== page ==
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From: Jeff Garland (jeff_at_[hidden])
Date: 2003-09-03 08:32:40

On Tue, 02 Sep 2003 19:00:42 -0400, David Abrahams wrote
> The "fractional seconds" concept is undocumented. My guess it's
> something like:
> x.fractional_seconds() == x.ticks() % seconds(1).ticks()
> This needs to be nailed down.

Yep the docs don't say enough on this.

Basically, time durations are represented as a count at a compile-time
specified resolution. That is, a count of 1 can represent a millisecond,
nanosecond, femtosecond (just to pick one ;-), or whatever. So fractional
seconds is a generic way of handling the sub-second remainder of these without
having to provide every possible combination. That is, the fractional seconds
provides the count of 'whatever time units' that are left over after stripping
away the duration greater than a second. To really use fractional_seconds you
call the resolution traits by calling:


This method provides you with the count of fractional seconds used by the time
duration. This little program might illustrate things...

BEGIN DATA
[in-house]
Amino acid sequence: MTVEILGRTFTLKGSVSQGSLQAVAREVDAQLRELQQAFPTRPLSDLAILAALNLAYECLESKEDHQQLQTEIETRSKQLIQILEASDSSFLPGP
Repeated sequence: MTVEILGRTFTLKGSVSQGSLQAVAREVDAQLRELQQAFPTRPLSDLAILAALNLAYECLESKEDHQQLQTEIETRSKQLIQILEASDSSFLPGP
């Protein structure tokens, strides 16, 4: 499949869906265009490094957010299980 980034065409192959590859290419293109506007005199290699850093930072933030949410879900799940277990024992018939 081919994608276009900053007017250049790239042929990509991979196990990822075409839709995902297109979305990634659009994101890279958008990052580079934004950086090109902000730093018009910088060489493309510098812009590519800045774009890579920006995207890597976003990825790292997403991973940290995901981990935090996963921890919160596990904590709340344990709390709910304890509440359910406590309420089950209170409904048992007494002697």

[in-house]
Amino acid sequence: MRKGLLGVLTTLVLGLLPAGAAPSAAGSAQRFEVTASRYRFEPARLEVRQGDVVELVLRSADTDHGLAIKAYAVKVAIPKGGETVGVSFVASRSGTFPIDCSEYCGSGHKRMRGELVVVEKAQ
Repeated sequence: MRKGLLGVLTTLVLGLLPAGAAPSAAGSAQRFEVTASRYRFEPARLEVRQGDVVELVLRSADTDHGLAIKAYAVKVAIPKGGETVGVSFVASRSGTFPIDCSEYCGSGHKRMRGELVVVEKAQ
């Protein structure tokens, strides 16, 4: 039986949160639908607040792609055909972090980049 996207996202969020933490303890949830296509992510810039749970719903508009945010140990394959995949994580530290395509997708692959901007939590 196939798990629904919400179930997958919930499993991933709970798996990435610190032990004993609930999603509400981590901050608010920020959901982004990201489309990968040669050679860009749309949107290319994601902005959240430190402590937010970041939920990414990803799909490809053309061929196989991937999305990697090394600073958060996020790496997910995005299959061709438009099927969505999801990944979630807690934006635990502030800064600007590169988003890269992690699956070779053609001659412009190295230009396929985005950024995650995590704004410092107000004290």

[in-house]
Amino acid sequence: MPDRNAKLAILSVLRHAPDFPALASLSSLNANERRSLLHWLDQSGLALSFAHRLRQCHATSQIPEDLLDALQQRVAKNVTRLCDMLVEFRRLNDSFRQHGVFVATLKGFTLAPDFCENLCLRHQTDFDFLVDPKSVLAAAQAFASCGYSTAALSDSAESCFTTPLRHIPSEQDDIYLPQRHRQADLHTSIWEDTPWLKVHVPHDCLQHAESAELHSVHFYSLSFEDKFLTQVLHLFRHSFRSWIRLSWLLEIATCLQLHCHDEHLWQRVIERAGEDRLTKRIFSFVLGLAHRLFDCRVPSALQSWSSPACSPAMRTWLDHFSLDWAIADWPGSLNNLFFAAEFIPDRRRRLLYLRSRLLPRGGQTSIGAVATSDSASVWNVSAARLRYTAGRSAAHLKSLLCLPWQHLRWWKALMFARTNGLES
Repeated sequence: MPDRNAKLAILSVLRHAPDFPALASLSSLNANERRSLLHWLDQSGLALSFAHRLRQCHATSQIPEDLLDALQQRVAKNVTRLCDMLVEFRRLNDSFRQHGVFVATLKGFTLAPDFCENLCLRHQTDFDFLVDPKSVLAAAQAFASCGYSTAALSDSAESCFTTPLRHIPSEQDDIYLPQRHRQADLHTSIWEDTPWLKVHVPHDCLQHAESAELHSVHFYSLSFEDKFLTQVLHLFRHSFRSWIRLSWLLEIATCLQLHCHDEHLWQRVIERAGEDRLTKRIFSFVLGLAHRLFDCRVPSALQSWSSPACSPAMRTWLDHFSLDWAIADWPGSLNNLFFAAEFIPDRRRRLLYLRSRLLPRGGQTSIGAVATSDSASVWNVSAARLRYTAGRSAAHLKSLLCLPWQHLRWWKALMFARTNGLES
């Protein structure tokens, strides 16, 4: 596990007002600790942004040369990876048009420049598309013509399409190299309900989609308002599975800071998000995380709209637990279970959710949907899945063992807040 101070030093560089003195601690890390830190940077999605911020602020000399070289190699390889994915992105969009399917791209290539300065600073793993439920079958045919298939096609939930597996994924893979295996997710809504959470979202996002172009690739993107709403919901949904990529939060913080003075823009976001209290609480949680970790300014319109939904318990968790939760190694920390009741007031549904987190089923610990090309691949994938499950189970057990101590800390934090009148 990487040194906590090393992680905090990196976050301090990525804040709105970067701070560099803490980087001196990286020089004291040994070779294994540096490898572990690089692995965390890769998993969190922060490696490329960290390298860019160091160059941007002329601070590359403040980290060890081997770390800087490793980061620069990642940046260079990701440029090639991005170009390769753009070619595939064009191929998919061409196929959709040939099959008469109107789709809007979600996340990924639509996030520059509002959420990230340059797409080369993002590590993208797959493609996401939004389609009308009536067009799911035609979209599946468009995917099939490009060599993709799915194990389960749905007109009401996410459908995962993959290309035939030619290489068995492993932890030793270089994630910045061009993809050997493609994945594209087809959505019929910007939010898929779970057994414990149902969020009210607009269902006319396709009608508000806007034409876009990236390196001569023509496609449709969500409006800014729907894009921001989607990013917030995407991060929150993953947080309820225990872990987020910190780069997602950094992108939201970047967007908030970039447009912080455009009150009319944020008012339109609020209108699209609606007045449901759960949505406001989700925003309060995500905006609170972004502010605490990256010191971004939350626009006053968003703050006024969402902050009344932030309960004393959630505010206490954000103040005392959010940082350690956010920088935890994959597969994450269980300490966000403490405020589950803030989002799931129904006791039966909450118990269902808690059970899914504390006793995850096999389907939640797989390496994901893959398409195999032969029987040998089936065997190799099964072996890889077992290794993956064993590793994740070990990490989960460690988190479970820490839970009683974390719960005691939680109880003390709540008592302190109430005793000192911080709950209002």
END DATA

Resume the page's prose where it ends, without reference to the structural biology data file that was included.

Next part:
#include "boost/date_time/posix_time/posix_time.hpp"
#include <iostream>

//Must match with time_resolutions enum in date_time/time_defs.h
const char* const resolution_names[] = {"Second", "Deci", "Centi", "Milli",
"Ten_Thousanth", "Micro", "Nano"};

  using namespace boost::posix_time;

  std::cout << "Resolution: "
            << resolution_names[time_duration::rep_type::resolution()]
            << " -- Ticks per second: "
            << time_duration::rep_type::res_adjust() << std::endl;

Resolution: Micro -- Ticks per second: 1000000

> Also, the assymetry of those nice Construction by Count factories
> down to nanosec(x) with the accessors which only include units down
> to seconds() but not millisec()...nanosec() is disturbing and
> frankly inconvenient.

Ok, but I'm interested in your use case as once I have a time_duration I don't
normally care about a particular sub-second resolution. But now that I think
about it would seems like it might be possible to provide the inverse interface...

> BTW, why plural hours, minutes, seconds, but singular millisec,
> microsec, nanosec?

Yikes! They probably all should be plural. Problem is the abbreviated
'millisecs' doesn't sound right to me, so perhaps that's the reason....


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